Posted by: David Kiley on September 10, 2009
Ford Motor Co. on Thursday became the first automaker to formally support a bill that would ban cellphone texting while driving.
It seems like a no-brainer endorsement, though car companies are often hesitant to back laws that impose restrictions on drivers. Good for Ford for jumping on the obvious opportunity to be the first automaker to support the ban.
Ford issued a statement in support of legislation proposed by Senator Charles E. Schumer, Democrat of New York, that would cut by 25 percent the federal highway funding given to states that did not comply with a texting ban. Ford also said it supports a similar proposal in the House of Representatives by Carolyn McCarthy, Dem. of New York.
“The most complete and most recent research shows that activity that draws drivers’ eyes away from the road for an extended period while driving, such as text messaging, substantially increases the risk of accidents,” Susan Cischke, Ford’s group vice president for sustainability, environment and safety engineering, said.
Ford officials, though, were concerned on THursday that it’s support of the bill might be seen as actually supporting the act of texting while driving when the Associated Press issued a story with the headline: “Ford Backs Texting While Driving Bill.”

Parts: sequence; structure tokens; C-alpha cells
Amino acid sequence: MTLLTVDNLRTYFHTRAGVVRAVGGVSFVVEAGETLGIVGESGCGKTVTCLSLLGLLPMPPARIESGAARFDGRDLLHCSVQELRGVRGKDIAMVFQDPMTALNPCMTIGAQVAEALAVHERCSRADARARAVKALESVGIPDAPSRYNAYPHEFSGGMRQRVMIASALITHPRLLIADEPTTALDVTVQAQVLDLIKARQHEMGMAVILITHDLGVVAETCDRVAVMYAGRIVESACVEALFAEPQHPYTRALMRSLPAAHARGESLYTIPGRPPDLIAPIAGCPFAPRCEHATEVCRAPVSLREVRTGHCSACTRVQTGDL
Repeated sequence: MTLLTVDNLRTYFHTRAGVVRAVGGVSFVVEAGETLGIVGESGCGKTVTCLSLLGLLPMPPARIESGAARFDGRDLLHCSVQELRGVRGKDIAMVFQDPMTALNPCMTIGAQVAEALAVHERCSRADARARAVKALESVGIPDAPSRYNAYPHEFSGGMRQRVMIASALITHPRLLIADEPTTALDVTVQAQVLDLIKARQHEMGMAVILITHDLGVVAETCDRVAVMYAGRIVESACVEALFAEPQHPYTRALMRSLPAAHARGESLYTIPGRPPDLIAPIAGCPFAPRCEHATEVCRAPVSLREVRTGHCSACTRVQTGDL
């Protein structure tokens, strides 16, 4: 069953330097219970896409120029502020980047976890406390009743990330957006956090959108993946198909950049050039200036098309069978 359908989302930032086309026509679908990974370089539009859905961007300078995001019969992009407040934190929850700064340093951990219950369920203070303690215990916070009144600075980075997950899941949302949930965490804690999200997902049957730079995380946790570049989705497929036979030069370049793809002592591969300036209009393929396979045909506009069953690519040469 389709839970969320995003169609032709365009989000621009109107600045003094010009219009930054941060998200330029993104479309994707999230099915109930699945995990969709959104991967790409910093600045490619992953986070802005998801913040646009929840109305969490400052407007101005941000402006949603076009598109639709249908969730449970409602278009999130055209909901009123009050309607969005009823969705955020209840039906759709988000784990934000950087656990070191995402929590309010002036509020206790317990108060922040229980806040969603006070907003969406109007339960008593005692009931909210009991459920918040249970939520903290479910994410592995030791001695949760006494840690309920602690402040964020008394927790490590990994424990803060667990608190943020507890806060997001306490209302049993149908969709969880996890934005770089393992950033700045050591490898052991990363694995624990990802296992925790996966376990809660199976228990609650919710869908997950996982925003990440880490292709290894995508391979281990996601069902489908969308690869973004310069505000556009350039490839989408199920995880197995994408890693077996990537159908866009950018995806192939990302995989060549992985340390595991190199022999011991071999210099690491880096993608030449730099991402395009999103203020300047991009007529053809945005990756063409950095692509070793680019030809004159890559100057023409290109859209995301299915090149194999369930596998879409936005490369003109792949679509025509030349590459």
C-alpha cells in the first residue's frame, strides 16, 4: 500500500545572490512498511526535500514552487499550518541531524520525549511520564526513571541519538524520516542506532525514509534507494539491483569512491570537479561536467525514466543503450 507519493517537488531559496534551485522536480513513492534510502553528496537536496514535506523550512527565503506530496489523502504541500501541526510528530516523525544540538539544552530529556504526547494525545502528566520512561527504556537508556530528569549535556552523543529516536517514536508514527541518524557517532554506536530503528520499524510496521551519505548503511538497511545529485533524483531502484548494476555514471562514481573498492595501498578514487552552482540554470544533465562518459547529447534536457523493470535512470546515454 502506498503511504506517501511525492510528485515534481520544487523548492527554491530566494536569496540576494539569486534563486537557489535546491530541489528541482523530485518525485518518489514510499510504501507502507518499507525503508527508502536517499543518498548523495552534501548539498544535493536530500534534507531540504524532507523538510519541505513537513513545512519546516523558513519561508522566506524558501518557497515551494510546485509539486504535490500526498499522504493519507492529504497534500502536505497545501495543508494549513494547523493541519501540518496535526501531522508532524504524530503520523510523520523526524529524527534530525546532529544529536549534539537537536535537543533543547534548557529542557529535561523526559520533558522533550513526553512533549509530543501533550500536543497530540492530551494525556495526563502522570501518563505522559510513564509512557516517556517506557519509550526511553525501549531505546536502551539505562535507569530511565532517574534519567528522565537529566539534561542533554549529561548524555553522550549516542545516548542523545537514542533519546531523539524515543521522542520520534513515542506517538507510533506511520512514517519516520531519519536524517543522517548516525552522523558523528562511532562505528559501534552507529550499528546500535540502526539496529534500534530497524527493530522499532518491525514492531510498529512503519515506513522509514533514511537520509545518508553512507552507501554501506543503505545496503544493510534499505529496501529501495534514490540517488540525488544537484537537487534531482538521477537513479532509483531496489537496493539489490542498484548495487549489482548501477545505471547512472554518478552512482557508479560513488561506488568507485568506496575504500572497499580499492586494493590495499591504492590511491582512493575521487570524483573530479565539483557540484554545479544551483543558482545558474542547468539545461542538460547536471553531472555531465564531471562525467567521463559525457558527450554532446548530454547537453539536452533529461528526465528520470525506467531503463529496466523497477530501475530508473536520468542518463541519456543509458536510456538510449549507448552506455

The ban would not affect use of Ford’s in-car communications and entertainment system, called Ford Sync, which allows most mobile phones to be used hands-free. The system can also read text messages aloud to the driver—a safety and convenience feature that Ford has touted and which has been a pop;ualr option on its vehicles for the past two years.
Ford Sync is standard equipment on many models and is available on other vehicles for about $400.
Senator Schumer praised Ford for its support of a ban. “Ford deserves credit for stepping up as the first car company to endorse a ban on this dangerous habit,” he said in a statement. “We are gathering a critical mass of support for this bill, which will give us the momentum we need to get it passed.”
The Governors Highway Safety Association has said it favors a nationwide text-messaging ban. It had earlier said that it opposed such a law because enforcement would be too difficult.
Text-messaging bans have already been enacted in 14 states and the District of Columbia.
A study by the Virginia Tech Transportation Institute concluding that text messaging by drivers makes them 23 times more likely to crash or nearly crash.